More water leaks are frustrating residents in Fredonia, but a recent, fast-flowing leak on Chestnut Street is expected to be resolved today.
Department of Public Works Supervisor Jack Boland told the OBSERVER he noticed the leak last week, but had problems contacting the property owner.
He said when the property owner learned of the problem on Monday, he was "more than cooperative" and has contacted a plumber.
OBSERVER?Photo by Matt Panebianco
A water leak in a resident’s yard on Chestnut Street is expected to be repaired today, according to officials from the village of Fredonia.
Property owners are responsible for water lines connected to their houses, typically up to the road or other municipality easements.
Water utility line leaks on homeowner's properties are covered by some, but not all, home owner's insurance policies.
Legally, a water-issuing authority, in this case the village, must take legal steps before turning off water to the residence.
Village Mayor Stephen Keefe said, "There is a legal framework. We have to give 30 days notice to the homeowner. ... The problem is that if it is on someone's personal property, it's their duty to fix it. ... We can't just turn the water off without going through a process. ... It becomes a heath department issue."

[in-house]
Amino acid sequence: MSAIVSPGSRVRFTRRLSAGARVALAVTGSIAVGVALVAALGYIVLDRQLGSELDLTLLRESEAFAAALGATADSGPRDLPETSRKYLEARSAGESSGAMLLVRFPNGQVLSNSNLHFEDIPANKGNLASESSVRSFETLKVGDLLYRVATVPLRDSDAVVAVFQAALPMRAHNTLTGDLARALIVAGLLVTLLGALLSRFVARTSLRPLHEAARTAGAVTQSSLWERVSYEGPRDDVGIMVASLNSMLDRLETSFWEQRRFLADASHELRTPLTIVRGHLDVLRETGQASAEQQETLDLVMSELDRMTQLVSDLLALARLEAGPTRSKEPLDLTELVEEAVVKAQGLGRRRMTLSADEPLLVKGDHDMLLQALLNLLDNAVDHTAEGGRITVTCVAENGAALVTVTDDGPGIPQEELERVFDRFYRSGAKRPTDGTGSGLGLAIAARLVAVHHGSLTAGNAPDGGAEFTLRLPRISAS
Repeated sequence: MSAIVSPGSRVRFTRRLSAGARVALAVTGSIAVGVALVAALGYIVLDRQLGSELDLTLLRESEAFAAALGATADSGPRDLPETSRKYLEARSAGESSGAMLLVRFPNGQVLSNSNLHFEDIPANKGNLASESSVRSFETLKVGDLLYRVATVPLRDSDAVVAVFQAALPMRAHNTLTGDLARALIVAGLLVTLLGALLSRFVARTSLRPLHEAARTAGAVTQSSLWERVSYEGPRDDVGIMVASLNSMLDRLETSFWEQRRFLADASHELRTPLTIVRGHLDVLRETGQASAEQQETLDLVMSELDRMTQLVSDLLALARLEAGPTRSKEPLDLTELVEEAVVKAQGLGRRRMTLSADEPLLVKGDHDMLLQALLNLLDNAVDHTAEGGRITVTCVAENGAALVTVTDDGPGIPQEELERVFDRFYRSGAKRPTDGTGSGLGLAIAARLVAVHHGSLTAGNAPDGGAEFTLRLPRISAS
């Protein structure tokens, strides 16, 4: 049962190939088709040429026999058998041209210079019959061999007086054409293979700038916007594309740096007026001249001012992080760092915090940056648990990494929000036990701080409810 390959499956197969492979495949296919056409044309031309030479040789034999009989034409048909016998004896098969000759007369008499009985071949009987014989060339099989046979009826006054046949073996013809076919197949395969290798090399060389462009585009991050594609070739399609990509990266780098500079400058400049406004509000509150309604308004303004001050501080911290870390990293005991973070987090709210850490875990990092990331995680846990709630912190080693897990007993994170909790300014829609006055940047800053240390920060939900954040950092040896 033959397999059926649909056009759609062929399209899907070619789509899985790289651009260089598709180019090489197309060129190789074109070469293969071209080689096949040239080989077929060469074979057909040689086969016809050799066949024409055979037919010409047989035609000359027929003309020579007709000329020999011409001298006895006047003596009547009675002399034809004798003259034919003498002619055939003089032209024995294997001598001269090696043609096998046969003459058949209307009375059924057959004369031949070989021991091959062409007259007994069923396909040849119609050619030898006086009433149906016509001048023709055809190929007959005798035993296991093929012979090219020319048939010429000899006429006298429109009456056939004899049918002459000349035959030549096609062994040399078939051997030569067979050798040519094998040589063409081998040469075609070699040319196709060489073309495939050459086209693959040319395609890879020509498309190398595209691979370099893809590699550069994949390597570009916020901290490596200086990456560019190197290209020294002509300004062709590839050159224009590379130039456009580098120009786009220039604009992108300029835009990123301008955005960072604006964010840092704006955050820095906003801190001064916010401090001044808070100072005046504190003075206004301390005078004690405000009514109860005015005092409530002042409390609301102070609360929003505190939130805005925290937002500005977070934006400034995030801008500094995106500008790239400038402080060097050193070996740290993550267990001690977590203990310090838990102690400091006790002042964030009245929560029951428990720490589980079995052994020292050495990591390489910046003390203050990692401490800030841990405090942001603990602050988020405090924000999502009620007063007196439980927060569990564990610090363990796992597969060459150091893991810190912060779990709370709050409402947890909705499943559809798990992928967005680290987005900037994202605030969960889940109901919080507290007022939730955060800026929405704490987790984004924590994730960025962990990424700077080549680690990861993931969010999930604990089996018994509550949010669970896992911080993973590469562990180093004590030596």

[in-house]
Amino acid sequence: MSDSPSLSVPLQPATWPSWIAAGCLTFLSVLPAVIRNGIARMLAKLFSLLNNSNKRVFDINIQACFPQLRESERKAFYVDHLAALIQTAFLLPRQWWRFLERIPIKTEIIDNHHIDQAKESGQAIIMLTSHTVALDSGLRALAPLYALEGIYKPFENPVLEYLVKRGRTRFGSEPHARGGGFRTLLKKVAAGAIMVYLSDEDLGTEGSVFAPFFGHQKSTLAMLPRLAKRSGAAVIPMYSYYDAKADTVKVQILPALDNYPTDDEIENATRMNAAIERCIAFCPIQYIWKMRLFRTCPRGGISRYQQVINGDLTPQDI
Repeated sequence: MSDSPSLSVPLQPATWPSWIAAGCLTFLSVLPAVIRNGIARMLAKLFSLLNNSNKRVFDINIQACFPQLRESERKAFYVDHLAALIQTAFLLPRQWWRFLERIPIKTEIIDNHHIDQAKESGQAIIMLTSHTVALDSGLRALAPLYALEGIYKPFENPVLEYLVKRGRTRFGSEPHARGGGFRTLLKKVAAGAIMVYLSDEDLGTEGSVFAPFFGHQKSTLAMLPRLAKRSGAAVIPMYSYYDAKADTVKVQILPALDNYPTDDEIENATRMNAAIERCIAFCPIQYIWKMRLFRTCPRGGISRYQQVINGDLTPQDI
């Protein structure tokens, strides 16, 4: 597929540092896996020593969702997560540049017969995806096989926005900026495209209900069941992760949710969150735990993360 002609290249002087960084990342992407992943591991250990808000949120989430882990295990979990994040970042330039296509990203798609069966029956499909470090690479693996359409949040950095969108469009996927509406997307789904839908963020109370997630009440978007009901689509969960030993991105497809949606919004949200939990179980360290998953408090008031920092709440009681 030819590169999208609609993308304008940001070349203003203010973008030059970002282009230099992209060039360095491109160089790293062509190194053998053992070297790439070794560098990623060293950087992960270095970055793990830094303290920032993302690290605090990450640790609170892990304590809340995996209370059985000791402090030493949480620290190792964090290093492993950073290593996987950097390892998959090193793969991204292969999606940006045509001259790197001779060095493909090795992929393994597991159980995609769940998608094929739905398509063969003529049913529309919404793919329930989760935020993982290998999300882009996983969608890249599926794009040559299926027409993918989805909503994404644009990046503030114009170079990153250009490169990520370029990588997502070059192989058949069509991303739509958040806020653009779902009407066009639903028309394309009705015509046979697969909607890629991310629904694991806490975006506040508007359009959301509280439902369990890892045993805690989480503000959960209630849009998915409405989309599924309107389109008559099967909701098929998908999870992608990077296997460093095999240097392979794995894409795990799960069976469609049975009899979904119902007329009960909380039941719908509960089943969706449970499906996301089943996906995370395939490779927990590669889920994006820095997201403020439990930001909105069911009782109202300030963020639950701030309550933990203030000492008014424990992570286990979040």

Keefe said the water is not being metered through the resident's water system. "Unfortunately, we're losing water, so it's not a good situation, but if people fix (water leaks) as quickly as possible, we're in better shape" than if legal action must be taken, since a voluntary repair may be taken care of more quickly than through the lengthy process of taking legal steps.
Boland concurred, and said if the homeowner had not been cooperative, it would take another 10 days to initiate further steps. Boland also said the water problem looks worse than it is because the water pools in a low spot. "Instead of the water staying on one side of the street, it moves about three quarters of the way to the receiver, and goes in low across the road, so everyone ends up driving in it," he explained.
Keefe said he hopes the leak is fixed as quickly as the homeowner anticipates, particularly if temperatures drop. "Not only are we losing manufactured water," he said, "but we also have an additional concern with another hazard if the water freezes."
Several other water leaks which were the responsibility of the homeowner occurred recently, according to Keefe. "We had one in the village on Liberty Street not long ago, and another one in the town on Route 83 a while back," which Keefe said were each resolved quickly by the home owners.
Boland said a water main leak also occurred Tuesday on Elm Street, where leaks have occurred in the past. "It's an old system," Boland explained. "The oldest water line in the village is from about 1890."
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